Warriors

Warriors

The Warriors (5-21) lost at home to the lowly Knicks on Wednesday and have the worst record in the NBA.

The 2019-20 season "doesn't matter" in that the Dubs are not going to win the title and they are not going to the playoffs.

But what transpires this year absolutely matters in the long-term. When it comes to player development, the franchise needs to find out what they have and determine who they want to keep moving forward.

Additionally, the organization has the opportunity to avoid the luxury tax for the first time since the 2016-17 season.

To recap -- Golden State paid the tax in 2015-16, 2017-18 and 2018-19. When you do that three times in a four-year span, you then have to pay "repeater tax" penalties if you make it four times in five years. (Basically, the organization would write an even bigger check to the league.)

But if the Warriors find a way to duck below it by July 1, they also would automatically avoid being a "repeater tax" team in 2020-21 -- which would save Joe Lacob, Peter Guber and the rest of ownership a lot of dough.

How much exactly? Well, as John Hollinger of The Athletic writes:

While the Warriors have cash pouring in from the brand new Chase Center, people who are making money still like to make more money.

If they use the Iguodala exception and their taxpayer mid-level exception, and add a first-round pick near the top of the draft, Golden State’s payroll next season could reach $175 million or more, which would trigger a gigantic $108 million luxury tax bill. The repeater would add $34 million on top of that.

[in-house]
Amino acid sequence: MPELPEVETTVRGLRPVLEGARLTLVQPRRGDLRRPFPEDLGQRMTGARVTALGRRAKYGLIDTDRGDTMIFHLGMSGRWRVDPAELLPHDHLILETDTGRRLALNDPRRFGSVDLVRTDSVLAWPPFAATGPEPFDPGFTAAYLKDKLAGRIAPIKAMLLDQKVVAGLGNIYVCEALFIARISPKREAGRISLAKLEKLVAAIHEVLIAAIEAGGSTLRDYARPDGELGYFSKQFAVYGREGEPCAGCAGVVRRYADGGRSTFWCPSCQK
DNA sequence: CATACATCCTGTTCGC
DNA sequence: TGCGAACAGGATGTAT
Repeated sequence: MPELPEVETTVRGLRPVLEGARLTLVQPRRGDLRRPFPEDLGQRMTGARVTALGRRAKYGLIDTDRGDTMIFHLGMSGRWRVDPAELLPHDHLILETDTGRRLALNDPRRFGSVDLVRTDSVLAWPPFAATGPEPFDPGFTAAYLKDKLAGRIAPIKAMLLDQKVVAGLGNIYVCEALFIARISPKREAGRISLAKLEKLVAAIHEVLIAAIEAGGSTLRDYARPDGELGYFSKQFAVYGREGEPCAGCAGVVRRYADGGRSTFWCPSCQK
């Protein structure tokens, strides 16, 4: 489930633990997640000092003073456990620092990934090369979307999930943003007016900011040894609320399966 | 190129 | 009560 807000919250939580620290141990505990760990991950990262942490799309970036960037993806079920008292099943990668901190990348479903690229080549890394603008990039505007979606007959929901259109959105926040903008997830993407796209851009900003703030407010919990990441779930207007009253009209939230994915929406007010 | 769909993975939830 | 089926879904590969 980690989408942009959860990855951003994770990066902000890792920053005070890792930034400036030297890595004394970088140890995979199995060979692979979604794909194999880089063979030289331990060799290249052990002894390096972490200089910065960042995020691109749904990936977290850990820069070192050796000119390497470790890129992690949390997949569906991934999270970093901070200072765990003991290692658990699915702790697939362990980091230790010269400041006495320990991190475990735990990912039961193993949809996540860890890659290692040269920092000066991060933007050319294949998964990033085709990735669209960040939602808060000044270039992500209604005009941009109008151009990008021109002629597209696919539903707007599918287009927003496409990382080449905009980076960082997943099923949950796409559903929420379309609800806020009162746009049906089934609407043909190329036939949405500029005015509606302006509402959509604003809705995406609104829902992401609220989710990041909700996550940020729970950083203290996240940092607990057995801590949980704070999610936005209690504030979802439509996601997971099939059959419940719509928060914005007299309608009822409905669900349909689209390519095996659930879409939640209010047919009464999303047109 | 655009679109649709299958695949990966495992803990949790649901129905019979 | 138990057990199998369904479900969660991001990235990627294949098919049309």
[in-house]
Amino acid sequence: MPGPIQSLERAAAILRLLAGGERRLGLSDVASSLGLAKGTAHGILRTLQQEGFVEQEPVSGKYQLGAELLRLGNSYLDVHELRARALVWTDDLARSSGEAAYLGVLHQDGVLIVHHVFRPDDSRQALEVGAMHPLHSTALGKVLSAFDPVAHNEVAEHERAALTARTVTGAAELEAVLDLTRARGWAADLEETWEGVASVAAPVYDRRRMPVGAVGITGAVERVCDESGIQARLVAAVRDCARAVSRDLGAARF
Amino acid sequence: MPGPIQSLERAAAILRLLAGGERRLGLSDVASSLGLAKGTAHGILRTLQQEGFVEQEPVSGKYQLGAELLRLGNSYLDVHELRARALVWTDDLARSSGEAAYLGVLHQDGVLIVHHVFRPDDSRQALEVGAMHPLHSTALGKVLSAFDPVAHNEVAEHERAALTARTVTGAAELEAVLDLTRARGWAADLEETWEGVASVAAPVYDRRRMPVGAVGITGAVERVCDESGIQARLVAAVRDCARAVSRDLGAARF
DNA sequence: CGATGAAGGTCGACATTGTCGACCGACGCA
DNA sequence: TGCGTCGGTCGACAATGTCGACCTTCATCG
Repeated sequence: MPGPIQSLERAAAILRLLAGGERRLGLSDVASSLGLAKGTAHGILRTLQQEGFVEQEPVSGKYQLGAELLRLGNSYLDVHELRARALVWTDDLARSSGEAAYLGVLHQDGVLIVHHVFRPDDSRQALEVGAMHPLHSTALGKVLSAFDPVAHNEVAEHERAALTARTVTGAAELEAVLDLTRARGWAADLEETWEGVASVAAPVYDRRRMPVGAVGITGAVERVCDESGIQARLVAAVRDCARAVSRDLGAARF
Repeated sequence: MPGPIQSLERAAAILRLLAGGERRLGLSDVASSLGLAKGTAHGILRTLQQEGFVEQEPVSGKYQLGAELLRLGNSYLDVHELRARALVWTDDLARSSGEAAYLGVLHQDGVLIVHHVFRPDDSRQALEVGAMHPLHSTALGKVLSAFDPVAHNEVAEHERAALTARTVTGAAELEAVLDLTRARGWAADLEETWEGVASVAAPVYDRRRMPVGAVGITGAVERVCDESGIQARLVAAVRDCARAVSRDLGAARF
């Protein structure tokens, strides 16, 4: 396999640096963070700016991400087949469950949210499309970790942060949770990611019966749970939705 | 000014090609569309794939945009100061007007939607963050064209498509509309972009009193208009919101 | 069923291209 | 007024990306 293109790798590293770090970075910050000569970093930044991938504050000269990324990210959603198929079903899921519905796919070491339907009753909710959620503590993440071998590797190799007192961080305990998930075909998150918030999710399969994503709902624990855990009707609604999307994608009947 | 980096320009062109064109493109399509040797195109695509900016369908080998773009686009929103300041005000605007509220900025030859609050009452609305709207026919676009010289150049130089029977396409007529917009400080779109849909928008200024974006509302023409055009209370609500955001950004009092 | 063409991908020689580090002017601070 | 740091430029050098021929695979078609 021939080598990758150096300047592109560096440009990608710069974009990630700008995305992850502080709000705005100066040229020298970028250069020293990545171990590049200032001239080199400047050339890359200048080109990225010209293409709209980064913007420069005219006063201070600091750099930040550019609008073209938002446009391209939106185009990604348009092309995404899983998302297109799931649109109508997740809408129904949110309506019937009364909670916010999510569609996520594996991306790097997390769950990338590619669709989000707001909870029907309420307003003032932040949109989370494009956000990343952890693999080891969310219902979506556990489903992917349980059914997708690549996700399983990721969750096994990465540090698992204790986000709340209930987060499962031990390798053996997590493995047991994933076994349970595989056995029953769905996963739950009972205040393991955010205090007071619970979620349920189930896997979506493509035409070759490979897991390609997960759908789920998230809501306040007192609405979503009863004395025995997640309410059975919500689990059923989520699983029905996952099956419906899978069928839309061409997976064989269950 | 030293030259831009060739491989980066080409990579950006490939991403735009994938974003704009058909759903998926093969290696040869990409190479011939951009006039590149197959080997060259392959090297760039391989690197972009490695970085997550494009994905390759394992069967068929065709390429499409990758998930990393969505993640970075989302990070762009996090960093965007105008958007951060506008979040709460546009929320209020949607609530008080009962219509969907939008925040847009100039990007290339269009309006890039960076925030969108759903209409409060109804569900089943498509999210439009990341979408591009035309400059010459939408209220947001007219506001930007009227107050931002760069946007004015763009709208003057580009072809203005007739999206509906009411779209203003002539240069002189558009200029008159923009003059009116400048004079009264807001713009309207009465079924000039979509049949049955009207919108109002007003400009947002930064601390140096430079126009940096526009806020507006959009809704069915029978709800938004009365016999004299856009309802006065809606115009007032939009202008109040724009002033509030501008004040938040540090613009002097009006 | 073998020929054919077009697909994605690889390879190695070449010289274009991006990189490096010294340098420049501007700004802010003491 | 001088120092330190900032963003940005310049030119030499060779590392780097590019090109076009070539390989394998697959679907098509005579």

Lacob has proven to be somebody who is more than willing to pay whatever is necessary to compete for a championship. But the Dubs aren't in that position this season.

 

So it would make perfect sense if general manager Bob Myers is able to execute some trades before the Feb. 7 deadline that puts the Warriors closer to the tax threshold (they are about $6 million above) or completely under.

As ESPN's Brian Windhorst said on Nov. 4 when discussing veteran players such as Alec Burks, Willie Cauley-Stein and Glenn Robinson III:

"Some of these guys that they've signed, I don't think they really have much use anymore. I think we're gonna see the Warriors make a series of trades. They're all gonna seem minor in the short-term, but I think we're gonna see them be pretty active messing with this roster going forward."

Also keep in mind that if the Warriors stand pat and keep the roster intact, they could make one big trade in late May (after they find out their draft position) or in late June around the NBA draft.

And don't worry -- they aren't going to make any moves that make the roster worse next season just to save money. This franchise wants to win more than anything, and management will be even hungrier after experiencing this dismal season.

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Hollinger sums it up well:

The Warriors have a major financial incentive to get below the tax line because of their likely payroll strategy for next season and the nonexistent stakes remaining in the current one. Keep an eye on them as we get closer to February.

It's going to be fascinating to watch it all unfold.

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